Nasa strategist David Ndii left Kenyans on Twitter discussing the essence of tribal affiliations when he renounced his Kikuyu birthright.
Via Twitter on Saturday, Ndii said he
had given up on being referred to as a Kikuyu and that he was
to be referred to as a Luo.
"Dear #uthamaki, I've had enough of appeal to ethnic solidarity. I hereby renounce my Gikuyu citizenship. Consider me a Jaluo and let me be," he said.
Some of the Kenyans on Twitter who reacted to his message said there was nothing meaningful about being a member of any community. Others asked him to withdraw his statement and keep fighting against electoral injustices.
Benji Ndolo said: "No, just remain a Kikuyu but a reasonable and rational one. One day useless ethnic tensions shall end."
Nairobi woman representative Esther Passaris asked Ndii to simply be a true Kenyan.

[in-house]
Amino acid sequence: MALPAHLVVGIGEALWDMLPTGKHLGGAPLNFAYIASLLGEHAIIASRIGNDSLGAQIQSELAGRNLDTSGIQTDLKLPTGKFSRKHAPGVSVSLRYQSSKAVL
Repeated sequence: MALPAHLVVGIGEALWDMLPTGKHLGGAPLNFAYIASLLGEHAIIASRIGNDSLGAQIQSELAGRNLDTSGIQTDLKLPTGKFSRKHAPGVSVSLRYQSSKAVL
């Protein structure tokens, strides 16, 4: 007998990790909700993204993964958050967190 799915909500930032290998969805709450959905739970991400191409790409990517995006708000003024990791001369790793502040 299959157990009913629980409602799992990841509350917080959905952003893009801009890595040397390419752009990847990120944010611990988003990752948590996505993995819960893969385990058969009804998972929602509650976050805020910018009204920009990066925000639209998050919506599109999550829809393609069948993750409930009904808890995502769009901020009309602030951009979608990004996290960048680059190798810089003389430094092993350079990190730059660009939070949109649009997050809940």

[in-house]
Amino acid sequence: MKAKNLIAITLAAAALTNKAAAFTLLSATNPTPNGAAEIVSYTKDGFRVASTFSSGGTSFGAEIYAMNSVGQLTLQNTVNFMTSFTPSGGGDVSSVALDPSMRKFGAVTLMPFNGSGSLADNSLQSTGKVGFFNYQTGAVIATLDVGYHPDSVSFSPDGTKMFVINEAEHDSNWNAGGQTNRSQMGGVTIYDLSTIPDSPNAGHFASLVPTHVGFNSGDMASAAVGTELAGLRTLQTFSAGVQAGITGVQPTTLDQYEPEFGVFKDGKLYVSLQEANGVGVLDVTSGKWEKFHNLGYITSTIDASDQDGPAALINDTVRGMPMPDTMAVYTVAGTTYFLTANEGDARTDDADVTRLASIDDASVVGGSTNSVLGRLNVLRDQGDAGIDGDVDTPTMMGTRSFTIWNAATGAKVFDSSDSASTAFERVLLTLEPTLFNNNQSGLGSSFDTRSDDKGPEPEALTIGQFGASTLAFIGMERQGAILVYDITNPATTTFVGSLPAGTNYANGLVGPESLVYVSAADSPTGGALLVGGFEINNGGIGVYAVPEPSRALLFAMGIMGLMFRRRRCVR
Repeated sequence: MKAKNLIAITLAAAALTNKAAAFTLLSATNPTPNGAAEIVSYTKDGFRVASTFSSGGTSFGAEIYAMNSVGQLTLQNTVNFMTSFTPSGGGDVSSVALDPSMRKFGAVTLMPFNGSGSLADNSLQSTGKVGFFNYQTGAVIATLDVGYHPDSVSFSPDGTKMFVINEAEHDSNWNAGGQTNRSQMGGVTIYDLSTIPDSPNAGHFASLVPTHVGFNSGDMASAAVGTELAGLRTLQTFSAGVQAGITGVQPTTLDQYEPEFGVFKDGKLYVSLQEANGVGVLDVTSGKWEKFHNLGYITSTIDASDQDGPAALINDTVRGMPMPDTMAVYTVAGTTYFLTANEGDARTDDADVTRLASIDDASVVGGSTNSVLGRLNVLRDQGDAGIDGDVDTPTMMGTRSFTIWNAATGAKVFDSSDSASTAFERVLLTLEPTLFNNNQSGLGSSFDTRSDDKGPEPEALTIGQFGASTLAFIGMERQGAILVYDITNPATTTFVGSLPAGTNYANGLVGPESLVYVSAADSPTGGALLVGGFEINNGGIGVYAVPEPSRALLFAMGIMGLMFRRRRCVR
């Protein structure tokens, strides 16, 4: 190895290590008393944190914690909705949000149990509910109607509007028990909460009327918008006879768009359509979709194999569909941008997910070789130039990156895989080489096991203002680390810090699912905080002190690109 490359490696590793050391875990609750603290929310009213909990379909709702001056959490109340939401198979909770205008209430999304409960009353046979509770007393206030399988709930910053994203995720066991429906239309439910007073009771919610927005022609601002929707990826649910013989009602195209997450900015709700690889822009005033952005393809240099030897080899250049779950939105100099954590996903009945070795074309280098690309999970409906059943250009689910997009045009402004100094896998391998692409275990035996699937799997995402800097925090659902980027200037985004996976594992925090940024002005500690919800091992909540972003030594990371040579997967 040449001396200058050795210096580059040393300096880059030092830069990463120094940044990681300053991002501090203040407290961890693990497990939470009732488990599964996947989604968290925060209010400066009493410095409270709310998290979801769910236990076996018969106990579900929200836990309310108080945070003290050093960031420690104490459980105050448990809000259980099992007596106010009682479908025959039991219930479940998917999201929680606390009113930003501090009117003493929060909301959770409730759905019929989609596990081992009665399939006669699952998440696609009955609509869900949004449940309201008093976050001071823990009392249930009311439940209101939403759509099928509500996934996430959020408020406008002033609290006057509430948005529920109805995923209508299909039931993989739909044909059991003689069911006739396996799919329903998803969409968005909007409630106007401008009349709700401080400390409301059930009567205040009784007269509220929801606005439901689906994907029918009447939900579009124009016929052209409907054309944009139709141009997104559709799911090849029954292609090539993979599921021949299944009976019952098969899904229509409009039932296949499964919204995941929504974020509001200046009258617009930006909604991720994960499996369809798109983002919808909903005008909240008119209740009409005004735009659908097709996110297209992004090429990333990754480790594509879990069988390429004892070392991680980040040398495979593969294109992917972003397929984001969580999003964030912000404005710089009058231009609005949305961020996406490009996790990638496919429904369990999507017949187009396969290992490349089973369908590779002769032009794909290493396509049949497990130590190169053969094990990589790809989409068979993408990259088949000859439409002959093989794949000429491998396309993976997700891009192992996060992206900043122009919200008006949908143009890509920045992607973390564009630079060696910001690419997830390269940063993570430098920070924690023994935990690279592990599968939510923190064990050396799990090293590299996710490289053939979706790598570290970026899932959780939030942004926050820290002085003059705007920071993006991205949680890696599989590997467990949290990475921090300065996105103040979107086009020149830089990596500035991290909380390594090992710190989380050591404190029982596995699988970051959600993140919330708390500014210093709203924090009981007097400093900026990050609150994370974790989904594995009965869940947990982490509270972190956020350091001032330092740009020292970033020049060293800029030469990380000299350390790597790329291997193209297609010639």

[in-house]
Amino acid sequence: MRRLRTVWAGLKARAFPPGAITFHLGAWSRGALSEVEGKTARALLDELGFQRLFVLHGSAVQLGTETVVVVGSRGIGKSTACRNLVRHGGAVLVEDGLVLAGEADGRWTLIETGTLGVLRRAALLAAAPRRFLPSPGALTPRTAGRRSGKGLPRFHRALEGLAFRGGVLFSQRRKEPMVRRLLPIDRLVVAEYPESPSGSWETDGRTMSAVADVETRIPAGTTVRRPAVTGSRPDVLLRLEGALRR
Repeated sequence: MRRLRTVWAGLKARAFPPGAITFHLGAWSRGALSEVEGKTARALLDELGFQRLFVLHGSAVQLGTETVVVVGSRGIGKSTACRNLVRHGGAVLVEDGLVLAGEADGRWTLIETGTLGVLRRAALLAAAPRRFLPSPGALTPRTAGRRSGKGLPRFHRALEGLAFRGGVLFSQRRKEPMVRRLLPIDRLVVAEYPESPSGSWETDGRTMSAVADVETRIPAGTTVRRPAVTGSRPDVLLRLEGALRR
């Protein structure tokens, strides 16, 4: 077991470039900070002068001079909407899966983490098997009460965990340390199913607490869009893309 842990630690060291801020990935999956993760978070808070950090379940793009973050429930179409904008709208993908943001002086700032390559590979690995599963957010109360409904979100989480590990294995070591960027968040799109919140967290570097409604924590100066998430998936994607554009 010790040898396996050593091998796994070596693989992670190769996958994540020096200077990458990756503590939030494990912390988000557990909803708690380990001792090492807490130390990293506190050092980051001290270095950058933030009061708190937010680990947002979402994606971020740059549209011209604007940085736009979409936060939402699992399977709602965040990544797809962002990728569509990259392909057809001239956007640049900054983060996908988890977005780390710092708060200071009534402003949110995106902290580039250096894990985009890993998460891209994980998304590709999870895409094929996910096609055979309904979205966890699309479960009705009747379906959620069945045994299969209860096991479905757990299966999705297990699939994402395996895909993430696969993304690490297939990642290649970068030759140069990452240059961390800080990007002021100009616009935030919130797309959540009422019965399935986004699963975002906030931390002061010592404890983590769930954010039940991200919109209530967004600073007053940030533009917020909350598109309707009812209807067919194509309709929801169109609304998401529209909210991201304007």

Bonie Chege wrote: "The other day someone assumed the imaginary presidency now you have assumed a fake identity. These are some of the positive effects of weed! Kindly share your supplier's contact."
Nasa leader Raila Odinga, who boycotted the October 26, 2017 presidential re-run after alleging rigging, had himself sworn-in as the People's President on January 30.
Twitter user '@Gseedforever' said: "Rebellion and bitterness is a slave spirit. Instead be at peace [as it] transcends human understanding."
One Zumuni asked: "Does Gikuyu mean election theft? Does it mean land-grabbing or pick-pocketing? Mungiki? Githeri mentality? Crookedness? Does Luo mean intellect, academic success, honesty, principles, justice, uprightness or ethical personality? Could Ndii be talking about this difference?"
said ethnic solidarity is only called upon to acquire, concentrate and retain power.
"This is only beneficial to the elites. Judging by the tweets, it may seem the bigger problem is the surname of the person in power rather than a change in the mindset of the persons in leadership."
He added: "What benefits does one get by being Kikuyu or Luo or Turkana? What prejudice does one suffer for belonging to one and not the other so as to make a big deal out of one's ancestry?"